For people making higher incomes, the difference is even more dramatic. If you’re married filing jointly with income between $340,100 and $431,900, the marginal ordinary income tax bracket is 32%, while the long-term capital gains rate is 15%.
Next, what would happen if you took retirement money above the amount needed to get the company match and invested it in a Roth IRA? Just like putting money into a taxable account, you’ll pay income taxes on those contributions, which in 2022 can be $6,000 or $7,000 for people 50 and above. You can withdraw your contributions, tax-free, at any time, and once you reach the age of 59 ½, all the earnings from your contributions can be withdrawn tax-free.
What if you took retirement money above the amount needed to get the company match and invested it in municipal bonds? Just like the previous examples, you’ll pay income taxes on the amount you put into the bonds, but the interest is free from federal taxes, and if the municipal bond is issued by a government entity in the state where you live, you may not have to pay state income taxes on the interest.
Other considerations about whether to put additional money into a 401(k) include:
- High 401(k) investment fees. A recent survey by TD Ameritrade found:
- 37% of people don’t believe they pay any 401(k) fees
- 22% didn’t know about fees
- 14% don’t understand how to determine what fees they pay
- Fewer investment options than available in personal investment accounts. 401(k) plans generally have 20-25 mutual funds to choose from. About half of them are target-date funds. And there are seldom any commodity or real estate options, which are necessary for true balance in a portfolio.
- Not receiving all the employer contributions if you leave the company before you are fully vested.
- Can’t access your money without penalty until you’re 59 ½.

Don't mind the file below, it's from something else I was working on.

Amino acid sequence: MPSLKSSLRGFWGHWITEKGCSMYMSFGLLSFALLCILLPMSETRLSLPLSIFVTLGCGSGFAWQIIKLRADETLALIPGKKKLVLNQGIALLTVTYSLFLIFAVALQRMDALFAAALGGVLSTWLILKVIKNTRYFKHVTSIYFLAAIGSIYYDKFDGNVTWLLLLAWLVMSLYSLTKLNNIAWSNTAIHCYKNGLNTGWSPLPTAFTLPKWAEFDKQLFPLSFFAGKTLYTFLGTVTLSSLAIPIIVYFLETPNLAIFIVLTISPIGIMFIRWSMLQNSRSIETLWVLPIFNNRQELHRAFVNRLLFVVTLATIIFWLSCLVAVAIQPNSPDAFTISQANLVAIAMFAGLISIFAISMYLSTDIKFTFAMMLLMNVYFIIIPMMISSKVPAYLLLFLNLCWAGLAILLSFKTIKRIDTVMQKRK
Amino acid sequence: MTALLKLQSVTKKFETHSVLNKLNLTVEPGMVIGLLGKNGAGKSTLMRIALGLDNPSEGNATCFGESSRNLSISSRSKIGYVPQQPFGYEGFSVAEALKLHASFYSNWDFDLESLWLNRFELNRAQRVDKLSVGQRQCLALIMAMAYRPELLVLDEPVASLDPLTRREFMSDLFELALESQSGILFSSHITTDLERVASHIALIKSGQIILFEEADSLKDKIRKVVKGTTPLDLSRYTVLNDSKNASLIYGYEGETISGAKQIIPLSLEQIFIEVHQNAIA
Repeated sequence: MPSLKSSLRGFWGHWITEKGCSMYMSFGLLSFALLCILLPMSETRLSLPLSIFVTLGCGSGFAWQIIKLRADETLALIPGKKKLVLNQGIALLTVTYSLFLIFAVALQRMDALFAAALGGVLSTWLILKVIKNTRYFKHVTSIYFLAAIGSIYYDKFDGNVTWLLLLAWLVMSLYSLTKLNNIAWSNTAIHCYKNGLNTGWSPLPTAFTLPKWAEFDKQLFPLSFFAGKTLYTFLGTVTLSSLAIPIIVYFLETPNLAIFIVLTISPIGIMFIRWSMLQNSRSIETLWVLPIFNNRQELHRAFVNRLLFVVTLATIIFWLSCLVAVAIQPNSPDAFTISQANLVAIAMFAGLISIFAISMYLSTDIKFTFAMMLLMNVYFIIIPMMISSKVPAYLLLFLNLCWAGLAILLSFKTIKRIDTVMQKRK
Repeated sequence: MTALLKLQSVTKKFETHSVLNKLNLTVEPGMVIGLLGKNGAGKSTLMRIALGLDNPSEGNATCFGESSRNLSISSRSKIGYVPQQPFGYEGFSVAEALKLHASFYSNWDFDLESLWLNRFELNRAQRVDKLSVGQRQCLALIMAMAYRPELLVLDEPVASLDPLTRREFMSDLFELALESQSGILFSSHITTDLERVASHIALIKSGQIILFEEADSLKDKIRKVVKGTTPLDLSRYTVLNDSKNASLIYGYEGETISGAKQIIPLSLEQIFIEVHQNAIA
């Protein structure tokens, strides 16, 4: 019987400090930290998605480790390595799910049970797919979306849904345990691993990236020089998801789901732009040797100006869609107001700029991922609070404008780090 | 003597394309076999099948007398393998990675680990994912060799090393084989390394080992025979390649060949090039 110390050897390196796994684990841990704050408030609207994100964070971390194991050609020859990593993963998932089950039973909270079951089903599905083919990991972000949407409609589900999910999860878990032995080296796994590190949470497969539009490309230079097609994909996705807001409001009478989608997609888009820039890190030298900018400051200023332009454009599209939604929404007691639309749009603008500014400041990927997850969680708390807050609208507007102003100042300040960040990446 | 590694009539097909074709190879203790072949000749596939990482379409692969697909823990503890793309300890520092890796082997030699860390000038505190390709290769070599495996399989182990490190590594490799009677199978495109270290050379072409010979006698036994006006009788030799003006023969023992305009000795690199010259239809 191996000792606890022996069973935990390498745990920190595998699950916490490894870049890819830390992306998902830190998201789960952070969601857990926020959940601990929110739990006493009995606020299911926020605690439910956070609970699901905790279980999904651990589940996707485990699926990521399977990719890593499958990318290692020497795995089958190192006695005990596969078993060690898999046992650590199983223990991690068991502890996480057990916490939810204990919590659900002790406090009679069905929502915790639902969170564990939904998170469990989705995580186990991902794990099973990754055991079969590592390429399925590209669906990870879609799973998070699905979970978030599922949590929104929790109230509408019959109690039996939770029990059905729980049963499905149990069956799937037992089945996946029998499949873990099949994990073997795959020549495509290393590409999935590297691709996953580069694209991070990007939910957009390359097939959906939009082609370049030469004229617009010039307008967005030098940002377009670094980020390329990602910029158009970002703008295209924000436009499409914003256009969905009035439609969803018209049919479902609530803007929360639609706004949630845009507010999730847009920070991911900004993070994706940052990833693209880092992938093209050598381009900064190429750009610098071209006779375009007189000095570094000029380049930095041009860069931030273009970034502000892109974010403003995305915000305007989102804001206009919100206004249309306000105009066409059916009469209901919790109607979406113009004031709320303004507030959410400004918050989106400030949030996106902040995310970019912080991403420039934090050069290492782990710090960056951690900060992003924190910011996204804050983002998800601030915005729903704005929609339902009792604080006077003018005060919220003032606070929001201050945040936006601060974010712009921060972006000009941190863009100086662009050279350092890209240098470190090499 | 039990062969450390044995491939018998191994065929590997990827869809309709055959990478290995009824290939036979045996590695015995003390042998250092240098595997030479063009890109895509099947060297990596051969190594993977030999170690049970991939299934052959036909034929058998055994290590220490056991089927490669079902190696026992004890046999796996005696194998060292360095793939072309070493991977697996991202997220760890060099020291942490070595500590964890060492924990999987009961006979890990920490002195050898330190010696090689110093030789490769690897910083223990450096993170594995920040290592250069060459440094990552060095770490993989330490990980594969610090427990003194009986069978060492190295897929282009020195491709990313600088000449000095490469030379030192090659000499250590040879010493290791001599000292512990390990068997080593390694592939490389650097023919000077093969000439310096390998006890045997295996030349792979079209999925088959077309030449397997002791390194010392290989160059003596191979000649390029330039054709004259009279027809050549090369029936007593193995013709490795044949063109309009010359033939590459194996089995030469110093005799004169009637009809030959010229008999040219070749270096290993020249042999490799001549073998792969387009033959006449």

- Paying income tax on Required Minimum Distributions, which begin at age 72.
Other reasons not to max out your 401(k) that are not tax-related:
- Do you have any high-interest credit card debt? If so, pay it off.
- Have you built an emergency fund with three to six months of living expenses?
- Do you have adequate health insurance?
- If you’re married or have children, do you have adequate life insurance?
- Do you have adequate disability insurance in case you’re out of work for six months or more because of an injury or ailment?
- If you’re close to retirement age, do you have long-term care insurance?
When you’re working, the bulk of your income is from your job and is fully taxable (after deductions and exemptions) at ordinary income tax rates. When you’re retired, you pay ordinary income taxes on:
- Withdrawals from taxable retirement accounts, which include Required Minimum Distributions
- Earned income from continued employment
- A maximum of 85% of your Social Security
If you have investment income, you pay taxes on:
- Interest income
- Capital gains
Should you max out your 401(k) plan? Do some planning to see what’s best for you.
This article is presented as information only and should not be considered tax, legal or financial advice.
This content was originally published here.